Deafness genes

J Med Dent Sci. 2000 Mar;47(1):1-11.


The pathophysiology of sensorineural hearing impairment, which is a common clinical disorder, remains yet to be determined. For prelingual hearing loss, epidemiological data show that 1 neonate in 1,000 is born with severe to profound hearing loss, and in half of that number the loss is inherited. Some genes responsible for sensorineural hearing impairment have been cloned during the last several years, and the underlying mechanisms causing hearing impairment have begun to be clarified with the advent of recent developments in molecular genetics. Cases of non-syndromic deafness are classified by the mode of inheritance (DFNA, dominant; DFNB, recessive; DFN, X-linked), with the loci being numbered in the order of discovery. To date, 31 autosomal dominant, 28 autosomal recessive, and 6 X-linked non-syndromic sensorineural hearing impairment loci have been mapped, and 17genes have been cloned (Hereditary Hearing Loss Homepage, We have identified mutations in four of those 17 deafness genes in Japanese families. Clinical and genetic findings of the above disorders are reviewed.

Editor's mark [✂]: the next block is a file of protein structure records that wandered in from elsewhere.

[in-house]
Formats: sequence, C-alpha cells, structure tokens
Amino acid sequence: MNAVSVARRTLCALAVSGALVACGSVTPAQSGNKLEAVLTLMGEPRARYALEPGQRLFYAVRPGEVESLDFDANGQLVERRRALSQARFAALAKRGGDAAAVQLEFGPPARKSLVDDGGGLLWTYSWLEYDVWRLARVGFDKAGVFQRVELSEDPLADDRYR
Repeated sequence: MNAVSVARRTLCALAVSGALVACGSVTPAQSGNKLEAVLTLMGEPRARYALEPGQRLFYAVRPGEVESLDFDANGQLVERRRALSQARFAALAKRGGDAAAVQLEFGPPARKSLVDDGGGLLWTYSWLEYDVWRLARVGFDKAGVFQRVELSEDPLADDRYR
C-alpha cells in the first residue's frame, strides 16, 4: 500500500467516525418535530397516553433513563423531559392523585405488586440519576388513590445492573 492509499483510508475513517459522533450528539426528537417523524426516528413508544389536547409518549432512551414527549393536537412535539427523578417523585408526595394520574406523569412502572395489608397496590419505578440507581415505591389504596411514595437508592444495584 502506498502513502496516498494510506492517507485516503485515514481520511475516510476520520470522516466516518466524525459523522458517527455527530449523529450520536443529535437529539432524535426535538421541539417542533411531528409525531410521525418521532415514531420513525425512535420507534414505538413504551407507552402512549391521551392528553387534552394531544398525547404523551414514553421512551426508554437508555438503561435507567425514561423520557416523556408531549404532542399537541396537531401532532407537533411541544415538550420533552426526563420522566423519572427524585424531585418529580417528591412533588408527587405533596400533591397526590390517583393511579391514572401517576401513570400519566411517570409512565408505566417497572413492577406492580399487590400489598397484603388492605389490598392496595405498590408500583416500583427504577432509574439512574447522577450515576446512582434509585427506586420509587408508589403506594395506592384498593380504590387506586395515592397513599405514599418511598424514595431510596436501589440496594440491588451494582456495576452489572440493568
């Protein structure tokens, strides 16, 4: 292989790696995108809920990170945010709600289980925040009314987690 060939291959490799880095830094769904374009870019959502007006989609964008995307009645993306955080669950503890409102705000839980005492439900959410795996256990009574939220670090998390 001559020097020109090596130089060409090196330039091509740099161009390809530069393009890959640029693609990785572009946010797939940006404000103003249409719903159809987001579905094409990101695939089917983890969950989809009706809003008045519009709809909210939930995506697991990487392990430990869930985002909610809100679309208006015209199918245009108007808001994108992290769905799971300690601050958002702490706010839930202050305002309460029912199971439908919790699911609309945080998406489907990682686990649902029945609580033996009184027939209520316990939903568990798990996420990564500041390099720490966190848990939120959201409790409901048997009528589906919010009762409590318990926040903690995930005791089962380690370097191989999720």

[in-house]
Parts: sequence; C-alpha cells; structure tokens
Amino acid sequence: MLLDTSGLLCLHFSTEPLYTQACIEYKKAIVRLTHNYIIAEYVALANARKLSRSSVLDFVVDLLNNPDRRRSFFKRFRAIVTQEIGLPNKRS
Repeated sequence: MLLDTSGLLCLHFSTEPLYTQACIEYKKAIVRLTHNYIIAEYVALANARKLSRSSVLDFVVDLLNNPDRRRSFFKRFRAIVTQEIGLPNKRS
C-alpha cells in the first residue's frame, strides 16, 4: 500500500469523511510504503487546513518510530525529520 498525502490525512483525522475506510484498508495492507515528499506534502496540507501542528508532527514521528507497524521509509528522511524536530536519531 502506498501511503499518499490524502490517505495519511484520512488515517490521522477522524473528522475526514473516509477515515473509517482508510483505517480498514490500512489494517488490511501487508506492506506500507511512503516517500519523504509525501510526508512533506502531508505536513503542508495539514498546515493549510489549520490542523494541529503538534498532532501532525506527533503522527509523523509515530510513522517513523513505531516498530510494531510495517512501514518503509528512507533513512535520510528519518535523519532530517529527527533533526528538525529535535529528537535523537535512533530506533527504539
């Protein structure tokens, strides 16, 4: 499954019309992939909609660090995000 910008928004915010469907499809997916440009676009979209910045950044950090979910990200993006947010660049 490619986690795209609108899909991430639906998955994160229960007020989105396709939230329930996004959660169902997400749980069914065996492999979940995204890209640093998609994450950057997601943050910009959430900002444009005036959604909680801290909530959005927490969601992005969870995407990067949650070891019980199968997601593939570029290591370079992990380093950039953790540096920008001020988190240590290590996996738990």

Publication types

  • Review

MeSH terms

  • Adolescent
  • Adult
  • Animals
  • Carrier Proteins / genetics
  • Child
  • Child, Preschool
  • Connexins / genetics
  • DNA, Mitochondrial / genetics
  • Deafness / congenital
  • Deafness / genetics*
  • Disease Models, Animal
  • Gene Deletion
  • Genes, Dominant / genetics
  • Genes, Recessive / genetics
  • Genetic Linkage / genetics
  • Hearing Loss, Sensorineural / congenital
  • Hearing Loss, Sensorineural / genetics*
  • Humans
  • Infant, Newborn
  • Japan
  • Membrane Transport Proteins*
  • Mice
  • Mice, Mutant Strains
  • Middle Aged
  • Mutation / genetics
  • Mutation, Missense / genetics
  • Sulfate Transporters
  • Sulfates / metabolism
  • X Chromosome / genetics


  • Carrier Proteins
  • Connexins
  • DNA, Mitochondrial
  • Membrane Transport Proteins
  • SLC26A4 protein, human
  • Sulfate Transporters
  • Sulfates